Rocco’s big problem is that nobody knows the faceless assassin’s real identity. When it becomes apparent that there have already been two unexplained murders nearby, one of another policeman disliked by Farek, and one a minor Paris street criminal turned informer, Rocco realises he’s running out of time.

In the meantime, Rocco has to carry on his job, as it’s business as usual and crimes in Picardie, as elsewhere, wait for no-one. And there’s his elderly neighbour, Mme Denis, and the fruit rats in his attic to keep happy…

3. What inspired the book? 

Quite simply I wanted to try something else.** After writing five London-based crime novels (the Riley Gavin/Frank Palmer series) and the first of the Harry Tate spy thrillers (‘Red Station’), I wondered whether I could use my childhood experience of living in France and write a detective story set in the area where I lived (Picardie). It was a punt, pure and simple, just to see if it would work. It did and turned into four books and a novella. I’d been wanting to write a fifth for a couple of years, but wasn’t able to, and had got involved with other projects. But now it’s happened, and ‘Rocco and the Nightingale’ , thanks to David Headley and Rebecca Lloyd of The Dome Press, finally got to see the light of day, and I’m delighted with what they’d done with it.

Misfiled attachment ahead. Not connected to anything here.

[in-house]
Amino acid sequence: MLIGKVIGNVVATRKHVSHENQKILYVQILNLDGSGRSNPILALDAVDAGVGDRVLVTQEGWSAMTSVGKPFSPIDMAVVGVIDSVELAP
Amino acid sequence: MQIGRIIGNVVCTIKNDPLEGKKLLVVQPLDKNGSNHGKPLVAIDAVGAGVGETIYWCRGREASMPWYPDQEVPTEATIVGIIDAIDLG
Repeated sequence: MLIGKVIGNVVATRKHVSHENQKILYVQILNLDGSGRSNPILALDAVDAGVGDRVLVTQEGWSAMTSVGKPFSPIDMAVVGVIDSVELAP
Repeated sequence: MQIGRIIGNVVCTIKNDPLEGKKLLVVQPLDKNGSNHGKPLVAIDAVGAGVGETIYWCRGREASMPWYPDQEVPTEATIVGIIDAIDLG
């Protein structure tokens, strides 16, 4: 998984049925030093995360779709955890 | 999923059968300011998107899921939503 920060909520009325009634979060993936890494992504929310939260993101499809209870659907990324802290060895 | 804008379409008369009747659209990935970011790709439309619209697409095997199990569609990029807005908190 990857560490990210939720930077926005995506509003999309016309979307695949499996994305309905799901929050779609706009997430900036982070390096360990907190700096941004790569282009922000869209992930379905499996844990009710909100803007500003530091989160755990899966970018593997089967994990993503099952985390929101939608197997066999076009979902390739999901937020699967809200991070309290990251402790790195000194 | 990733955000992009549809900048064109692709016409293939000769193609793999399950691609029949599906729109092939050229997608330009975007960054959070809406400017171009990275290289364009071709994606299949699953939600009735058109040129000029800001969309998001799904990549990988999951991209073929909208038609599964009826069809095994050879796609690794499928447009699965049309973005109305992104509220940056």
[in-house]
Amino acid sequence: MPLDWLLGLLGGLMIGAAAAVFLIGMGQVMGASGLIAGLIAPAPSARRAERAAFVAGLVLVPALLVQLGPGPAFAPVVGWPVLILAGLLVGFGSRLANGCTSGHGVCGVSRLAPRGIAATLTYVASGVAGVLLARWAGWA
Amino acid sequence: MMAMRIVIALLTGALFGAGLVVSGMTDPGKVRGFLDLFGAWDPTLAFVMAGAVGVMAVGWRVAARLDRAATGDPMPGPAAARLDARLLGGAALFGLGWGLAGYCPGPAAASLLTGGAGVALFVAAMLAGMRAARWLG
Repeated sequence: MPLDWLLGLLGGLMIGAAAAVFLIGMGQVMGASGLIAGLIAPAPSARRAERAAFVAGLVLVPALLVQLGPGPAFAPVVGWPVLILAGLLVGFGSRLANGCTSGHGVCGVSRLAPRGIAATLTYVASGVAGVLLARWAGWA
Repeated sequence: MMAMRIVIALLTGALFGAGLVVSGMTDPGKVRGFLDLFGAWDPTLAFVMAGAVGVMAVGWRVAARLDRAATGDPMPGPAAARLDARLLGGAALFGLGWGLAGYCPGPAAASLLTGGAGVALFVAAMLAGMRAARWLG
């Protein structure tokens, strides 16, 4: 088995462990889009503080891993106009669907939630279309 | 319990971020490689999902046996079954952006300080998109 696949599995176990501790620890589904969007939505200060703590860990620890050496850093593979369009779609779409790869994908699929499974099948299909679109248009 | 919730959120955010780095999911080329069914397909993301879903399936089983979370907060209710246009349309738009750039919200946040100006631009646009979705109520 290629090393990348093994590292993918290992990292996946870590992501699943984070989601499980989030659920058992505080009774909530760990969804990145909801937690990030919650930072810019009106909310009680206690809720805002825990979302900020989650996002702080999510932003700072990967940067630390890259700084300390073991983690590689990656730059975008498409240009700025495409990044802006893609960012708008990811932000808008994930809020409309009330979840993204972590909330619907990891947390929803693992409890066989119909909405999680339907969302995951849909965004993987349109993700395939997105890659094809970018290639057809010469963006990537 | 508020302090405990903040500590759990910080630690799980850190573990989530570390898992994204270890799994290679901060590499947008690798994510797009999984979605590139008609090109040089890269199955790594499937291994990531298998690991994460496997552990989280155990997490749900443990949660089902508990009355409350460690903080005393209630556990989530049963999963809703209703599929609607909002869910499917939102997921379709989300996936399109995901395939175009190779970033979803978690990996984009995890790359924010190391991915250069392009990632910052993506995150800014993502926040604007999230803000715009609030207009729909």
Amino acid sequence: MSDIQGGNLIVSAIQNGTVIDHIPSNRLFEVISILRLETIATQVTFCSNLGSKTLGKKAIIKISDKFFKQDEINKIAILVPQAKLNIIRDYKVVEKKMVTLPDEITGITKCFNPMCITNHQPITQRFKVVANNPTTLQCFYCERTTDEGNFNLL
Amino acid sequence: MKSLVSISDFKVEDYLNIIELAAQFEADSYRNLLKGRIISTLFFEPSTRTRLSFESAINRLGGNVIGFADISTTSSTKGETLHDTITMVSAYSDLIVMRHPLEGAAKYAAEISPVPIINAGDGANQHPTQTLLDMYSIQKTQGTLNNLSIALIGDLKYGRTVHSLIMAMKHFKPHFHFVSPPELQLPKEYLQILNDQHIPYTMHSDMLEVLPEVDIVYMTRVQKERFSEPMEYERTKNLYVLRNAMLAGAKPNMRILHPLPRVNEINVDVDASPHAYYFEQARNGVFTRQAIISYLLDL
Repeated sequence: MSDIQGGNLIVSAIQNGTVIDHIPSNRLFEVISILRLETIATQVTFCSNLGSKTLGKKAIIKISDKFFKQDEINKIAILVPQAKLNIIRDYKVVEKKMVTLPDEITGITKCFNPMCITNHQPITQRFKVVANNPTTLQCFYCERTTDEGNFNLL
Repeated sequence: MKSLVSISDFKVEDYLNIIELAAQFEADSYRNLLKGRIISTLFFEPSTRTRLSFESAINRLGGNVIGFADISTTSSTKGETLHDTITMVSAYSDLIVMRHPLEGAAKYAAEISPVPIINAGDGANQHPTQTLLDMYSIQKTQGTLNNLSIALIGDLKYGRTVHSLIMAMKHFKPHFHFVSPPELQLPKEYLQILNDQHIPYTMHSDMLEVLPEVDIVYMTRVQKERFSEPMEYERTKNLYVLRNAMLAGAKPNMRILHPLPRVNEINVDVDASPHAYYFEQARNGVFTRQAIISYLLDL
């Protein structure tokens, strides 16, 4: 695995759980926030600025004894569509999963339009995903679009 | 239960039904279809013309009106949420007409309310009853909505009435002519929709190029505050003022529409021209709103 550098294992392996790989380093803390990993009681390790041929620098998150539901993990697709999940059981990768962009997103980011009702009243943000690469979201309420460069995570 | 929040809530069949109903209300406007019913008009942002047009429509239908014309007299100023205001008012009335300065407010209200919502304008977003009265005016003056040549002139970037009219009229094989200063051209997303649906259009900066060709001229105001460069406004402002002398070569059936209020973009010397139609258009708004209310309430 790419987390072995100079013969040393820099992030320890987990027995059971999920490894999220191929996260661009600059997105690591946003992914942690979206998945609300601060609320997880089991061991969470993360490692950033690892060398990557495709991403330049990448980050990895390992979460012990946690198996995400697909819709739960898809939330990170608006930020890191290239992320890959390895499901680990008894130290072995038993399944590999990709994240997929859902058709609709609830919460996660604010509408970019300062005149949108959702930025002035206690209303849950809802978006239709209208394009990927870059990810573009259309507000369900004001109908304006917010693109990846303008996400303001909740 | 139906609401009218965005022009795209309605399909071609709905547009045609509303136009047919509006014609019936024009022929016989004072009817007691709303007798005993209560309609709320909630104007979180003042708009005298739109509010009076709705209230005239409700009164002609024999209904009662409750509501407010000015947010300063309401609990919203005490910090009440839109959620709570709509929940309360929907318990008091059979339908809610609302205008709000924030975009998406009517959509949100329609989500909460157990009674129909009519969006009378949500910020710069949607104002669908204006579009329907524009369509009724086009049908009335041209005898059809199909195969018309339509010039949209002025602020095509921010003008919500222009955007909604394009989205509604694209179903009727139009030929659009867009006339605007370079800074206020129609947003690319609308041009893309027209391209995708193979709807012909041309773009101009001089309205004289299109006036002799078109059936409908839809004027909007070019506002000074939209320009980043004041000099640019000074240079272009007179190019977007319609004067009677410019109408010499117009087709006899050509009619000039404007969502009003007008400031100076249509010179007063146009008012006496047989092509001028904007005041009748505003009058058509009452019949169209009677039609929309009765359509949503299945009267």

** All writing is like that, to me, anyway; a try-out to see if I can do it. Sometimes it doesn’t work, other times it does. I like the does times best.

4. When writing, are you an architect who researches and plans everything in advance or a gardener who plants an idea and allows it to develop organically?